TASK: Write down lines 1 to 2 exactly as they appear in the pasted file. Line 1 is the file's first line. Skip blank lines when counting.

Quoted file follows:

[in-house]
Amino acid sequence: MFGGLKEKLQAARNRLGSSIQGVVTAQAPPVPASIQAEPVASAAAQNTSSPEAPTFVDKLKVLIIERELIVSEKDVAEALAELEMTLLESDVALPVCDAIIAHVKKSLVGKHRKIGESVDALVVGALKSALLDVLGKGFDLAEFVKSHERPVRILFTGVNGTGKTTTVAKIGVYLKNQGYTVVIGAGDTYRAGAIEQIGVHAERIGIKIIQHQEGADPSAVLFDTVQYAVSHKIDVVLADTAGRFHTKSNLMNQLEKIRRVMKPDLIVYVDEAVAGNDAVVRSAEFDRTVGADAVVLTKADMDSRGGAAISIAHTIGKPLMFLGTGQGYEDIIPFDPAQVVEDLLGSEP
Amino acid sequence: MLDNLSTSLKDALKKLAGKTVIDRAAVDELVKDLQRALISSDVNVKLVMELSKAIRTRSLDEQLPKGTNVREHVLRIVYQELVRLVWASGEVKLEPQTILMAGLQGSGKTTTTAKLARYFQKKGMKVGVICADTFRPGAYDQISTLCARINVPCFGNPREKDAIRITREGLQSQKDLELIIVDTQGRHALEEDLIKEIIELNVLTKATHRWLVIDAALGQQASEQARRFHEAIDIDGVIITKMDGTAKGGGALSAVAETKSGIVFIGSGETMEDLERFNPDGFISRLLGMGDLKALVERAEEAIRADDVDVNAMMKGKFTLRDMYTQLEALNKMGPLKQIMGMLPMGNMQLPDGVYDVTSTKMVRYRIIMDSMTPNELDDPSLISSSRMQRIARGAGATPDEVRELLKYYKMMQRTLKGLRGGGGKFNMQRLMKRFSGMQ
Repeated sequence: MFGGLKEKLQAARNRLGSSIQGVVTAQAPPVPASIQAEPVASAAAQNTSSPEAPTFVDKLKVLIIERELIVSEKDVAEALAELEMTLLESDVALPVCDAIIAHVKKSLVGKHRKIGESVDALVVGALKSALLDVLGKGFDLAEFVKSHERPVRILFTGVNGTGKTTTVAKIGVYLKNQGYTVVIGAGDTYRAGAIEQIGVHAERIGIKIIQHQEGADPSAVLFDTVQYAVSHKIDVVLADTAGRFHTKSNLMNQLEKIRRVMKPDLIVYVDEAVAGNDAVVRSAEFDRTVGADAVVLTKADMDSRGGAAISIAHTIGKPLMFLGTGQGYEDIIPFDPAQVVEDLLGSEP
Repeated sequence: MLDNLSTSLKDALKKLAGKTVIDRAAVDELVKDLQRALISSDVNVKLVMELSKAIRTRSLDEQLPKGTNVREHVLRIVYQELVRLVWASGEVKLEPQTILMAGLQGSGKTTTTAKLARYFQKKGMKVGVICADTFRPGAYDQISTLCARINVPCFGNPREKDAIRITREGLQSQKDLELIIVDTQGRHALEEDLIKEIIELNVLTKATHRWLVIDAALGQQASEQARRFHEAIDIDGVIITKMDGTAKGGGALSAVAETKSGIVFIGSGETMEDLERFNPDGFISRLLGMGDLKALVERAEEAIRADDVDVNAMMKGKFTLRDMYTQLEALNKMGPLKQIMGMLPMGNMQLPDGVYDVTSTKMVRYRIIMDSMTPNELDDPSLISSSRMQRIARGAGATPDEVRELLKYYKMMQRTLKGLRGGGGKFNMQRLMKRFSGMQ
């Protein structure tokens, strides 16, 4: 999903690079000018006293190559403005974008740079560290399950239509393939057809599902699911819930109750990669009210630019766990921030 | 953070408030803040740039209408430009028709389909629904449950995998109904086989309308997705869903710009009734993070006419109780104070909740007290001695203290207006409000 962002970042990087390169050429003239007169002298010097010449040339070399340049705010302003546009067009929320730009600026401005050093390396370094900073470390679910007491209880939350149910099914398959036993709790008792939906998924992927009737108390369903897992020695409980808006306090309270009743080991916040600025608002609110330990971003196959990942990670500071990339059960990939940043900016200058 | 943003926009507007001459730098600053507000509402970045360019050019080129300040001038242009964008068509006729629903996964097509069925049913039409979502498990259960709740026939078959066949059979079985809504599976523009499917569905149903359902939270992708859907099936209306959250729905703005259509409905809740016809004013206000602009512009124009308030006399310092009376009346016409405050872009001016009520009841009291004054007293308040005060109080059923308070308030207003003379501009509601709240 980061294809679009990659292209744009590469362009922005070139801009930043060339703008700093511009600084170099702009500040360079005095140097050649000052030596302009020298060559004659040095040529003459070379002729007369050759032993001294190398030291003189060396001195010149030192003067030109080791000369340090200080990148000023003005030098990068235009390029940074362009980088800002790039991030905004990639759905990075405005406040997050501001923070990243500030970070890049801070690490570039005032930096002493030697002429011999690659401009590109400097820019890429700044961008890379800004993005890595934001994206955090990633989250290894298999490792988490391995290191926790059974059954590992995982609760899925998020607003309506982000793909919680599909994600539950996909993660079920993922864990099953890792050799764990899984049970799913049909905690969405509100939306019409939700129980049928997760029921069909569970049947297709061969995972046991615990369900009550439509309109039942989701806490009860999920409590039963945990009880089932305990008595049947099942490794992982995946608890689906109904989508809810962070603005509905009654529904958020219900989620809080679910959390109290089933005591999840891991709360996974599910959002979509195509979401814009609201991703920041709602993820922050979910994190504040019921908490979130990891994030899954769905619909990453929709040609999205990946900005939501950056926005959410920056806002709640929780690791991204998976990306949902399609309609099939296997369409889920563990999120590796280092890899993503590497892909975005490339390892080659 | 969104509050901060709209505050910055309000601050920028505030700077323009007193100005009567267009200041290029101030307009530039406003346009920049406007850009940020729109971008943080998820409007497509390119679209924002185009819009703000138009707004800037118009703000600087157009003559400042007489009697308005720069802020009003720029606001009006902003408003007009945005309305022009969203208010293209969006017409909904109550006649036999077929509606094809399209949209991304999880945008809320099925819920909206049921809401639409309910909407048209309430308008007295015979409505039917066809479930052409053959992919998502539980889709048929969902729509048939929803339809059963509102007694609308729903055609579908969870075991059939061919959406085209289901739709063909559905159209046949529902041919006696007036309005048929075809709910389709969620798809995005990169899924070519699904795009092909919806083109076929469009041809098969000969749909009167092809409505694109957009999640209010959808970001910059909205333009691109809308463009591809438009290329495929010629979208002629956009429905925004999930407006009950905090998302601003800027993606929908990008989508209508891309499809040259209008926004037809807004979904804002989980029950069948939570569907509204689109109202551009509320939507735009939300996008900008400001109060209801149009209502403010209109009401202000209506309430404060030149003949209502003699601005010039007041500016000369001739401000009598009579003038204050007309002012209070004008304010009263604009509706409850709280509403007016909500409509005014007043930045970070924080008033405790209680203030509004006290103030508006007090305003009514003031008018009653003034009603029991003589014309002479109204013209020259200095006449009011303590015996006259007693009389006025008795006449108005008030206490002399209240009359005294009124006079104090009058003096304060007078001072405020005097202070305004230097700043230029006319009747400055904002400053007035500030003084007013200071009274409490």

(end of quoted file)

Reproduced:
[in-house]
Amino acid sequence: MFGGLKEKLQAARNRLGSSIQGVVTAQAPPVPASIQAEPVASAAAQNTSSPEAPTFVDKLKVLIIERELIVSEKDVAEALAELEMTLLESDVALPVCDAIIAHVKKSLVGKHRKIGESVDALVVGALKSALLDVLGKGFDLAEFVKSHERPVRILFTGVNGTGKTTTVAKIGVYLKNQGYTVVIGAGDTYRAGAIEQIGVHAERIGIKIIQHQEGADPSAVLFDTVQYAVSHKIDVVLADTAGRFHTKSNLMNQLEKIRRVMKPDLIVYVDEAVAGNDAVVRSAEFDRTVGADAVVLTKADMDSRGGAAISIAHTIGKPLMFLGTGQGYEDIIPFDPAQVVEDLLGSEP